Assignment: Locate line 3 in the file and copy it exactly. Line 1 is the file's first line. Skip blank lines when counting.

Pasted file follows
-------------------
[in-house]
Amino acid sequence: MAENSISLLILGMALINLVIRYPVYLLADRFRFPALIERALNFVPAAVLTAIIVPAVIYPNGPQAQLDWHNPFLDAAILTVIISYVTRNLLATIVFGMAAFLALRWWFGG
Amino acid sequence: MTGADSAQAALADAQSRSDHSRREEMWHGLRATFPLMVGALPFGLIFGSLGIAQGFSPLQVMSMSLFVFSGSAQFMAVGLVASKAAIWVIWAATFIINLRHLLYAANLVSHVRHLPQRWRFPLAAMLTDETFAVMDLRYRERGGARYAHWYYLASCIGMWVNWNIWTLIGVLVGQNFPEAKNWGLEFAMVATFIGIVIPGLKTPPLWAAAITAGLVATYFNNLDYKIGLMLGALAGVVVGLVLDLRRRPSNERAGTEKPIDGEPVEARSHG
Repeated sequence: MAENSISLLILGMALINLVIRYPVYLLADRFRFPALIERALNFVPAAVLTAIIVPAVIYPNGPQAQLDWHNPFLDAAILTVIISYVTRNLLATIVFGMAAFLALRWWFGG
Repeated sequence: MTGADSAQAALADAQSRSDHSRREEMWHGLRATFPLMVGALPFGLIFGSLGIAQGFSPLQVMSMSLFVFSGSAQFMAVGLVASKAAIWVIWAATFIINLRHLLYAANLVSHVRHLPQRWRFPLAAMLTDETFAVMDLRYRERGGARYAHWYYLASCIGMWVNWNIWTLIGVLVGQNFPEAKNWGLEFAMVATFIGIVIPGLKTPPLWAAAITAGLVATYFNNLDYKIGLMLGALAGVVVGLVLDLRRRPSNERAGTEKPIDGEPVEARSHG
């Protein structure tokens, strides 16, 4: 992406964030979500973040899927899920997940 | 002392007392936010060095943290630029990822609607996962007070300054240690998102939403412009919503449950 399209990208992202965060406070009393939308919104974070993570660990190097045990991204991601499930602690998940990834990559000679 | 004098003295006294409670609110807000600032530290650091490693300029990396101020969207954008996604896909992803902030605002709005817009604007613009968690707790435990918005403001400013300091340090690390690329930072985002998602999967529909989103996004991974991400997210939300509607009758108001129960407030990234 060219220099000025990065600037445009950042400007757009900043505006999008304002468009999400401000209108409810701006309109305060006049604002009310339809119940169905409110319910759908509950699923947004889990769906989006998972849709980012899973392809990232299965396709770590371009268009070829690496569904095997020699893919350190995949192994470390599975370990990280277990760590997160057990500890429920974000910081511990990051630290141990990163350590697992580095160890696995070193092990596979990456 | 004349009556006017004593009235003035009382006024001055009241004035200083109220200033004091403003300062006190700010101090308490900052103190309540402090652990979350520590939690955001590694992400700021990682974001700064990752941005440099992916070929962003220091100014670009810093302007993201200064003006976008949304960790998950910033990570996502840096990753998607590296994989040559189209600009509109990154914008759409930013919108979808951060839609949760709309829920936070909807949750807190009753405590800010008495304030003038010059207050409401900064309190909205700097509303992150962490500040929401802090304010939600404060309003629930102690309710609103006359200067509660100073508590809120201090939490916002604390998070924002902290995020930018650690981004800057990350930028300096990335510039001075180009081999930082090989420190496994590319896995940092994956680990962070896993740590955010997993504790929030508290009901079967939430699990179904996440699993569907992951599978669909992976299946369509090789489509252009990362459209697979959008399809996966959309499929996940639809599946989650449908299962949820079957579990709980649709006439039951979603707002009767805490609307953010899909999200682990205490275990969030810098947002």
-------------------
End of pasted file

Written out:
Amino acid sequence: MTGADSAQAALADAQSRSDHSRREEMWHGLRATFPLMVGALPFGLIFGSLGIAQGFSPLQVMSMSLFVFSGSAQFMAVGLVASKAAIWVIWAATFIINLRHLLYAANLVSHVRHLPQRWRFPLAAMLTDETFAVMDLRYRERGGARYAHWYYLASCIGMWVNWNIWTLIGVLVGQNFPEAKNWGLEFAMVATFIGIVIPGLKTPPLWAAAITAGLVATYFNNLDYKIGLMLGALAGVVVGLVLDLRRRPSNERAGTEKPIDGEPVEARSHG